Banksy released a Racing Rat clock at the GDP store in Croydon in October 2019. Banksy™ Clock is an “upcycled” office clock featuring a rat, which plays an essential role in Banksy’s oeuvre. Running up one side of the clock’s face as if stuck in a wheel, the rodent represents the endless rat race we find ourselves in.
Whether clocking in or clocking off, the rat is forever trapped in what Banksy terms as the “relentless and steady ticking towards the great unknown.”
Originally described as being suitable for home, office, or “home office,” this is a classic piece from Banksy’s oeuvre that while strikingly contemporary, also looks back to his earlier works such as Love Rat, Radar Rat and Gangsta Rat whose origins were as graffiti, yet are now highly collectable, editioned prints. These works, as well as the clock, provide important reference points to Banksy’s evolution as an artist, and are noted in their nods to French street artist Blek le Rat, whom Banksy credits as inspiring his stenciled style.

13. Parisian Rats

Banksy also left a few Rat Murals in Paris in May 2018, perhaps to pay homage to Blek Le Rat who is considered one of the earliest stencil artists, and is said to have had a great influence on Banksy‘s work. In comments on his Instagram post accompanying the pictures of the rats, he confirmed that they reference the 50th anniversary of May 1968. May 1968 in France was a volatile period of civil unrest, when the government ceased to function, and millions of workers were on strike and citizens took to the streets.

A rat wearing a Minnie Mouse bow under May 1968 appeared in the Sorbonne neighborhood in Paris. This is where the major student demonstrations took place.

Banksy plays with the date 1968: the 8 appears to have fallen down and is now a bow for Minnie Mouse. Obviously Disneyland is not the artist’s favorite (he makes quite a few references to it in other works such as Napalm, Guantanamo Bay), and it most probably illustrates that Capitalism and Consumerism ruled the day in France in May 1968.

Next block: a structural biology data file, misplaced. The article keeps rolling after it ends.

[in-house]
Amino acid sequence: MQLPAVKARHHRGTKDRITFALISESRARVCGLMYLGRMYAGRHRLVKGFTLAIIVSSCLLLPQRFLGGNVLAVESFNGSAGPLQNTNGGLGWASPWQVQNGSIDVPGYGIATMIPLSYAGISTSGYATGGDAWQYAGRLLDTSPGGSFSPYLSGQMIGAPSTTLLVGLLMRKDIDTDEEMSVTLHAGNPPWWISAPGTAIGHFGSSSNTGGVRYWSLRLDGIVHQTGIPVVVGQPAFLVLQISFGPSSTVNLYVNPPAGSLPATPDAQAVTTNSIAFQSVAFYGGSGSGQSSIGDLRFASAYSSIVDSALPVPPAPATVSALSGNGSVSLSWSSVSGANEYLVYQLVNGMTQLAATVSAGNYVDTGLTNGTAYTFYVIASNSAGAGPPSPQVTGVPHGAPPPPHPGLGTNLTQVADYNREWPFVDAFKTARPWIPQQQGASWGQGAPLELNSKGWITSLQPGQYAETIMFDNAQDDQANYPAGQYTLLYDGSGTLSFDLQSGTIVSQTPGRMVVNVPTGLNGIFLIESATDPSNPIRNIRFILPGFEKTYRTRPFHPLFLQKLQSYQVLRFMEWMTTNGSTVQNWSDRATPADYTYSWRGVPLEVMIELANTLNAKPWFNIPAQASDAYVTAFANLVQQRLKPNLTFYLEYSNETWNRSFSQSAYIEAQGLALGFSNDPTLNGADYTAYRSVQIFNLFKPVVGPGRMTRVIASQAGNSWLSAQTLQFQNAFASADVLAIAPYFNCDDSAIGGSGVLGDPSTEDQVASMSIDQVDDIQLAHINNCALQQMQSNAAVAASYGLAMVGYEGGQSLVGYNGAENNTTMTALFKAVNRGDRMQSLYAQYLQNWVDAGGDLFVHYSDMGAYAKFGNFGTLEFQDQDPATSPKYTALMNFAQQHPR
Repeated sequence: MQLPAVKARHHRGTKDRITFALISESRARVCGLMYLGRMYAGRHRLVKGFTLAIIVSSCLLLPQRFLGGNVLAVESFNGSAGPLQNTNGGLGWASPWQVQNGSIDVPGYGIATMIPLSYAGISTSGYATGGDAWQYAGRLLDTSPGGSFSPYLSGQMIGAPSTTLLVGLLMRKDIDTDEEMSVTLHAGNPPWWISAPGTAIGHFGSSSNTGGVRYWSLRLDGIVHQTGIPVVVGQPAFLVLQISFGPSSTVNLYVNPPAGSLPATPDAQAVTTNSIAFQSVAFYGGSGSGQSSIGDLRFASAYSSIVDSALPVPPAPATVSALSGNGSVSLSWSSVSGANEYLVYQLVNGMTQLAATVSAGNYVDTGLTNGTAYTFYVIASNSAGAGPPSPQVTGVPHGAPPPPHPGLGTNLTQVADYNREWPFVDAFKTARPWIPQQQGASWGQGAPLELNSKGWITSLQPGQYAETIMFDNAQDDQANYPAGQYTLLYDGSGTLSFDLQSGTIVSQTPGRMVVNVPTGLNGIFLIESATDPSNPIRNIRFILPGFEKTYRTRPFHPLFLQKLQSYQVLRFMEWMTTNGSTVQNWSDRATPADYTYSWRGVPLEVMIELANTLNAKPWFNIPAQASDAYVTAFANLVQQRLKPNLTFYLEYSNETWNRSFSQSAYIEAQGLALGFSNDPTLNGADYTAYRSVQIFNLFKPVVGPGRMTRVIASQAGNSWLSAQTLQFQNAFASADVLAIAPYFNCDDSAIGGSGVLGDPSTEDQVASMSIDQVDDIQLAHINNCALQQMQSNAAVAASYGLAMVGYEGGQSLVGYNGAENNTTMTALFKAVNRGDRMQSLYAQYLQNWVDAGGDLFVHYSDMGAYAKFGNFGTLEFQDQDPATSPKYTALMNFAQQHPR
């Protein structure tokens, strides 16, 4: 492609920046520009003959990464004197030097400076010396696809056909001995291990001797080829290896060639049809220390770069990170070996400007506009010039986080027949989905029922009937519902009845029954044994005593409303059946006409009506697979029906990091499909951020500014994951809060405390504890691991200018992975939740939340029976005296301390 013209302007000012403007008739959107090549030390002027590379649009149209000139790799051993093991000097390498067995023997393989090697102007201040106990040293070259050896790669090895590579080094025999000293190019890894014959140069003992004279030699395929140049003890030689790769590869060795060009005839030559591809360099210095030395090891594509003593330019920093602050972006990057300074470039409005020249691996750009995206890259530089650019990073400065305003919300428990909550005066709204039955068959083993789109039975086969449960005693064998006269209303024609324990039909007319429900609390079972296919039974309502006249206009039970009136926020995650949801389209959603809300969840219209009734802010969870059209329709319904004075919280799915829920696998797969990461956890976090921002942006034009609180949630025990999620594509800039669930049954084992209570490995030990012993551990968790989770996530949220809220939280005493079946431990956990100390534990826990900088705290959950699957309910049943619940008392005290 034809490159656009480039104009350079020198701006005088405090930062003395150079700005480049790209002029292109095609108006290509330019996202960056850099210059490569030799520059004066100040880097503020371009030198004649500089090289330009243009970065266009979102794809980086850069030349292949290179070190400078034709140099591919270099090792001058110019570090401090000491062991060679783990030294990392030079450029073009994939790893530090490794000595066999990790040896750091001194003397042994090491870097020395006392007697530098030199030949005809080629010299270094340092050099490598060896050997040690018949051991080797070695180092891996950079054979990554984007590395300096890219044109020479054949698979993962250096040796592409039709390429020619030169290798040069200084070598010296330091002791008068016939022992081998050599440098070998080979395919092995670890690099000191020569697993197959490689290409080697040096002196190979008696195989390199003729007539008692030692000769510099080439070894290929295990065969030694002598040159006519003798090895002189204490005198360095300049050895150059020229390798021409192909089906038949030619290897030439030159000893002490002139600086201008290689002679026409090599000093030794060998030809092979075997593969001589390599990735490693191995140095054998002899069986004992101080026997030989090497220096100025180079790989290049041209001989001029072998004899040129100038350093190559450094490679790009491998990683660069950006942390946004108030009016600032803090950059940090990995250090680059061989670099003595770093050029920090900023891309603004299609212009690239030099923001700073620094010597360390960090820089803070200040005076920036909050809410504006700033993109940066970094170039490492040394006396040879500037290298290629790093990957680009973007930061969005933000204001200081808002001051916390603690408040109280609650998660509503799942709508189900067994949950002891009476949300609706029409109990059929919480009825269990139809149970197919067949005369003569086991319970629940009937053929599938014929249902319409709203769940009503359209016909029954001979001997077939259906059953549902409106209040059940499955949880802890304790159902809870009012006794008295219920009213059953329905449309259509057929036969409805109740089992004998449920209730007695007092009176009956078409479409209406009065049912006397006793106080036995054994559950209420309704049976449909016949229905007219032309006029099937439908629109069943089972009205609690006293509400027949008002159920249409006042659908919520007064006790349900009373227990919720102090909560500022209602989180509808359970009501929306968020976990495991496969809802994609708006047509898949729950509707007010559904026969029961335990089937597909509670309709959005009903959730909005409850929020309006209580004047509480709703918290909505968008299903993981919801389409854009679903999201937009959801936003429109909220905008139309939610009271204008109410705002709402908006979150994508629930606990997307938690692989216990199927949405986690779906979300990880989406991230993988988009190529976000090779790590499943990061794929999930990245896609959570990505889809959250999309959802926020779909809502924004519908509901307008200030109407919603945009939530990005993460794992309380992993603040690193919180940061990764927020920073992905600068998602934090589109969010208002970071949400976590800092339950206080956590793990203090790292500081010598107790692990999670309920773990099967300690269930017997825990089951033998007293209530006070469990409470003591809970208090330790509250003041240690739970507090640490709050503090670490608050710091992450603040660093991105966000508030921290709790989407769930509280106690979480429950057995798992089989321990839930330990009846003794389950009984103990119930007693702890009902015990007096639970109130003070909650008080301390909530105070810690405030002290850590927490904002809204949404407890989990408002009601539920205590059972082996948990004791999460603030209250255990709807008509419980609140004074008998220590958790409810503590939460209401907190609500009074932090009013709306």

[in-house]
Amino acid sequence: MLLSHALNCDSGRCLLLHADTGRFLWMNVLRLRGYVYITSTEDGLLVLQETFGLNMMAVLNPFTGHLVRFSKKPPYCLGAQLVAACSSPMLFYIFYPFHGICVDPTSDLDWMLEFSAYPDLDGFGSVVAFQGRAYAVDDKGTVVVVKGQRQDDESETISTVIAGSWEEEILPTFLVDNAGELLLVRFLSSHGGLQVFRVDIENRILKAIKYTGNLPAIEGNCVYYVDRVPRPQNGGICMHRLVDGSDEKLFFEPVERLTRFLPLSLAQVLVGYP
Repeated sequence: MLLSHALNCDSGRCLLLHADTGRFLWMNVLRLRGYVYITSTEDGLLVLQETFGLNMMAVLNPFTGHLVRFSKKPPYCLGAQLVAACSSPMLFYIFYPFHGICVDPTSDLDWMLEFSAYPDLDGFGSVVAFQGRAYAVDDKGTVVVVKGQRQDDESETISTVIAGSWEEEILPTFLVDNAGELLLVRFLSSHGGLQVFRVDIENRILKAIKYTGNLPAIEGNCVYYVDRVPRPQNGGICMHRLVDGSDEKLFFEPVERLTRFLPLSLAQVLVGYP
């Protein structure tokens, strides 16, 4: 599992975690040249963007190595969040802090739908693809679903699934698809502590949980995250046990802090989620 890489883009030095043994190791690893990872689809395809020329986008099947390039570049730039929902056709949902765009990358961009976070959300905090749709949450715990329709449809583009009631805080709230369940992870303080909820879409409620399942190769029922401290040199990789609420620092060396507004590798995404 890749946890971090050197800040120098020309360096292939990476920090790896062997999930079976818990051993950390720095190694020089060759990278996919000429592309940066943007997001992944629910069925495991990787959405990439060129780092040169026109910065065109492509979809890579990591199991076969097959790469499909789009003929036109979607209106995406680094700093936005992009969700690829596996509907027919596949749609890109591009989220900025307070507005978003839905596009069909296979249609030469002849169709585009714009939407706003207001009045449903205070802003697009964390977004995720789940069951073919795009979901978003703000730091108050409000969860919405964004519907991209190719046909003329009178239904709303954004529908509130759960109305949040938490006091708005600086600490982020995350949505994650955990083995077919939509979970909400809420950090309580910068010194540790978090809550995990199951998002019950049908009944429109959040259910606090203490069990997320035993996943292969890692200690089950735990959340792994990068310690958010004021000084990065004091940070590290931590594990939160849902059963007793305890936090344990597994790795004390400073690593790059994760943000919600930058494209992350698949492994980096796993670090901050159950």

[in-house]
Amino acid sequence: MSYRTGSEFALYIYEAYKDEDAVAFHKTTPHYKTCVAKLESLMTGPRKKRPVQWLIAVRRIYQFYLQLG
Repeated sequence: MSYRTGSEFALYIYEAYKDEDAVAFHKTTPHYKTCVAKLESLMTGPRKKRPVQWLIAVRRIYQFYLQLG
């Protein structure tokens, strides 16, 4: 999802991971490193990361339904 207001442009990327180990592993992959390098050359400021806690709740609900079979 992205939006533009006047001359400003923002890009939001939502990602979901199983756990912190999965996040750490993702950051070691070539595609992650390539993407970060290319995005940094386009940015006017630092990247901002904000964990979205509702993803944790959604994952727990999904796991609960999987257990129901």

Then, Banksy posted a photo of a rat holding a box cutter on Instagram, with the caption:
“Fifty years since the uprising in Paris 1968. The birthplace of modern stencil art.”
Rat Holding a Box Cutter, Paris, June 2018
Next to the Centre Pompidou, which hosts Le Musee d’Art Moderne, the largest museum of modern art in Europe, Banksy painted a mischief rat, which was later transformed into a bigger one holding a large X-Acto knife, a common symbol of stencil cutting.


On a more festive note, Champagne Rat seems to be propelled by a popping champagne cork. Using this symbol of affluence as their vehicle to overtake obstacles, the rodents are once again Banksy’s metaphor for working class people making significant change when they join together and fight for similar cause.


After all, Paris is still seen as a romantic destination where numerous newly wed couples come to spend their honeymoons, obviously rats are not exception to the rule…


14. Covid Rats

On 16 April 2020, Banksy released a series of pictures on Instagram from what appears to be an art installation of various rats within what looks to be someone’s personal bathroom. 
While most of Europe was in quarantine, it is a way to showcase the world that creativity never stops and that anywhere can be used to create some fun and to express and share some art.
Banksy added: “My wife hates when I work from home”.
From the looks of the pictures, these mischievous rats have been having some fun in the bathroom. One swings from a towel ring and stretches out its small paw to make the toothpaste splatter, while another runs over a roll of toilet paper. There’s even a rat making use of the facilities, though its aim is clearly off the mark. In the mirror, we see one rat doing the same thing many of us are—marking off the days in quarantine.
Not only is Banksy’s work the bit of humor that we all needed at the time, but it also proves that the creative mind can’t be stopped. Even when shuttered indoors, it will still find a way to come out.
On 14 July 2020, Banksy hit the London Tube to paint new COVID-19 theme artworks. In support of facial coverings, Banksy shared a video on his Instagram shortly after he executed this new stunt.

Titled London Underground Undergoes Deep Clean, the footage shows a person dressed up as cleaning staff spray-painting Banksy’s signature rats. The artwork covers the inside walls of a Circle Line Tube Train and features little rats coughing across the train, using masks as parachutes, and carrying sanitizer. If it wasn’t already enough, the gooey nasal excreted is painted in light green and is seen splattered all over the place – a reminder to wear masks!

From this issue